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Özge has a MSc. in Molecular Genetics from the University of Leicester and a PhD in Developmental Biology from Queen Mary University of London. She worked as a Post-doctoral Research Associate at the University of Leicester for six years in the field of Behavioural Neurology before moving into science communication. She worked as the Research Communication Officer at a London based charity for almost two years.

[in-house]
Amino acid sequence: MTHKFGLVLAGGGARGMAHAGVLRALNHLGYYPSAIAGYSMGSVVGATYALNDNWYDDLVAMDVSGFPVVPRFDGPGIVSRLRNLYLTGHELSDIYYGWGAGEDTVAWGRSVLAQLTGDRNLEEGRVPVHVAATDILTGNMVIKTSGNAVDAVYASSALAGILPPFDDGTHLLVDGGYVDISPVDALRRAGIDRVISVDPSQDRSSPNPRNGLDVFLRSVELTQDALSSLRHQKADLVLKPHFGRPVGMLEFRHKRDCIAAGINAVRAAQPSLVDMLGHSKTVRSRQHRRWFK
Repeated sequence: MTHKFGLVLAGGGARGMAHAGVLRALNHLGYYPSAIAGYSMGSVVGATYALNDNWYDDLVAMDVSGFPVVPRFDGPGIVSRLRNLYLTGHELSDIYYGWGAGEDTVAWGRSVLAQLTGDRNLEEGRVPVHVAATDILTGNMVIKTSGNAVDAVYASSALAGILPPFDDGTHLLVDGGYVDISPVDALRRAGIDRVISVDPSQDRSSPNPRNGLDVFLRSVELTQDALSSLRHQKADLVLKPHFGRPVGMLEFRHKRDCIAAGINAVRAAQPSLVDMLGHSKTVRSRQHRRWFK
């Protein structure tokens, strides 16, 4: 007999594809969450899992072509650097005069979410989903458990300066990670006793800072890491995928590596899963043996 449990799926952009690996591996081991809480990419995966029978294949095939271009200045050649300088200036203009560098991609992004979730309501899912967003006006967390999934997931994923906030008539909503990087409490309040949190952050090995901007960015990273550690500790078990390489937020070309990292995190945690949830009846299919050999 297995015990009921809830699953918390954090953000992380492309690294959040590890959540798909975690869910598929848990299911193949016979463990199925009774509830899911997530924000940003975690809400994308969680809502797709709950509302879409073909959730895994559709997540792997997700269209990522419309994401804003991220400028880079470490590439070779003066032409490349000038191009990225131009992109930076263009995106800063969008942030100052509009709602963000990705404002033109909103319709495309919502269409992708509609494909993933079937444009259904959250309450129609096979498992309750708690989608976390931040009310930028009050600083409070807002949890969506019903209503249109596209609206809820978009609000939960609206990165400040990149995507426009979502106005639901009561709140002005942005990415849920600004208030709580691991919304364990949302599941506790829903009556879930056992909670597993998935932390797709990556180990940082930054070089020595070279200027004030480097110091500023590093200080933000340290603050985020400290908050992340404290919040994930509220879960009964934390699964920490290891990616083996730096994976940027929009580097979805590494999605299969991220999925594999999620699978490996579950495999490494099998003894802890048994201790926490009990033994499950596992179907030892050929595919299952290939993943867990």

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Mary M. Chapman began her professional career at United Press International, running both print and broadcast desks. She then became a Michigan correspondent for what is now Bloomberg BNA, where she mainly covered the automotive industry plus legal, tax and regulatory issues. A member of the Automotive Press Association and one of a relatively small number of women on the car beat, Chapman has discussed the automotive industry multiple times of National Public Radio, and in 2014 was selected as an honorary judge at the prestigious Cobble Beach Concours d’Elegance. She has written for numerous national outlets including Time, People, Al-Jazeera America, Fortune, Daily Beast, MSN.com, Newsweek, The Detroit News and Detroit Free Press. The winner of the Society of Professional Journalists award for outstanding reporting, Chapman has had dozens of articles in The New York Times, including two on the coveted front page. She has completed a manuscript about centenarian car enthusiast Margaret Dunning, titled “Belle of the Concours.”